The Party Perished!
In earlier Phantasy Star games, it was possible to end up with a ghost party by carefully manipulating events. However, the developers of Phantasy Star 4 averted this by having the game check each step to find out if the party is dead, or near death, and display a corresponding message. This is necessary, because poison was changed from its earlier incarnation of preventing healing, to dealing damage over time while on the overworld. When the game was translated into English, the "party is all dead" line ended up partially illegible, due to a programming error. The line does not have a terminator programmed into it, and so the game keeps printing what it finds, until it gets to one obscuring part of the message with text meant for the menu.
The line should read:
Chaz and his Companions have perished.
Listed among the place names is the entry GHOULFORST, short for Ghoul Forest, between Meese and Esper Mansion. The only forest in the game is the carnivorous one blocking access to Garuberk Tower. The forest tiles contain no teleport to an unused region, and the whole forest is destroyed when the player approaches with the Eclipse Torch in their inventory. Even when hacking in an item that can kill the plants instantly, the forest remains intact and unchanged until the event flag with the Eclipse Torch is set. An extra story screen was added for the North American release showing Chaz holding the Torch up for this event. This, combined with the presence of undead in Reshel nearby and within the tower itself, suggests the Eclipse Torch was only originally planned to destroy the carnivorous plants protecting the forest's border, and the player would then have to navigate it to reach the tower.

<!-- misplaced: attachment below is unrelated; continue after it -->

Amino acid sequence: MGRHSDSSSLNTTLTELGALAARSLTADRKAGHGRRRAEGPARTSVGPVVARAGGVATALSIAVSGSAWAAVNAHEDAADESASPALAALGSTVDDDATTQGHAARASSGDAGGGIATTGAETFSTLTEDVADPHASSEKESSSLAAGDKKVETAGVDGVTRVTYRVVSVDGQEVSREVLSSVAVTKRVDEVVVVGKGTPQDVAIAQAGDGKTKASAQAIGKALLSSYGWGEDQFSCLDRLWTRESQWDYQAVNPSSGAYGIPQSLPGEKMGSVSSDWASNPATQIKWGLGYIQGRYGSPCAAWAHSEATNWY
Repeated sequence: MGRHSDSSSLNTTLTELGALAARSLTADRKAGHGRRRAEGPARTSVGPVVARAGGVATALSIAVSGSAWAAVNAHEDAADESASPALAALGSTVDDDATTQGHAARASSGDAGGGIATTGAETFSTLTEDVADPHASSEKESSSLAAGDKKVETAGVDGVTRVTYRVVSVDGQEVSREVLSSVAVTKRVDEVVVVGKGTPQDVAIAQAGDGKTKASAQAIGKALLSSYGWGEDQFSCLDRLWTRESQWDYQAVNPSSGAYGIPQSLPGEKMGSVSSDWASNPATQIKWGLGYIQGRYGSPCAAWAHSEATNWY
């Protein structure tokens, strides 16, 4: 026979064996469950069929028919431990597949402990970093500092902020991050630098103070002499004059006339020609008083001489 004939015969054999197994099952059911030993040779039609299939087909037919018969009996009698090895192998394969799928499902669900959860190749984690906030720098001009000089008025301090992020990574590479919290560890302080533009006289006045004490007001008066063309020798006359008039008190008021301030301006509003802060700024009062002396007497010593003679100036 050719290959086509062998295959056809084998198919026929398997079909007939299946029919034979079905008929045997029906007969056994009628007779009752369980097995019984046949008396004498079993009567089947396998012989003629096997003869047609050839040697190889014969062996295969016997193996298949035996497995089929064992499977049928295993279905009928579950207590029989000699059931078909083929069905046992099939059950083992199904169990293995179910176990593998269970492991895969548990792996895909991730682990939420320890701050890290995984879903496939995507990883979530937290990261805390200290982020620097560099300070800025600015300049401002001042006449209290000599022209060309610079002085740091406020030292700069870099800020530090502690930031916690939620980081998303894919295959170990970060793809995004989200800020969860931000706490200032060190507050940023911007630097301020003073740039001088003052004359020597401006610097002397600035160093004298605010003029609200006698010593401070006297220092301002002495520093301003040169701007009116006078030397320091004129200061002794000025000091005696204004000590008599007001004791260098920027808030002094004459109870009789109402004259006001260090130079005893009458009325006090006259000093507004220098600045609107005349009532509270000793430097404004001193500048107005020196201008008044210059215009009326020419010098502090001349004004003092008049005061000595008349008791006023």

A House in Mile
At the end of the game, all of the inhabitants of Mile are slain. Upon entering the town, Chaz and his group find the citizens dead, and the buildings either locked, or blocked, as in the case of the item shop and one house. Normally, it is not possible to enter either building, but with the debug menu, doing so is a simple task. The item shop is exactly how it has always been and is fully functional. The barred buildings no longer have any teleports to the interior maps associated with them, but one building that is still open and obstructed by the body of a fallen old man can be entered, so long as the player can walk through walls.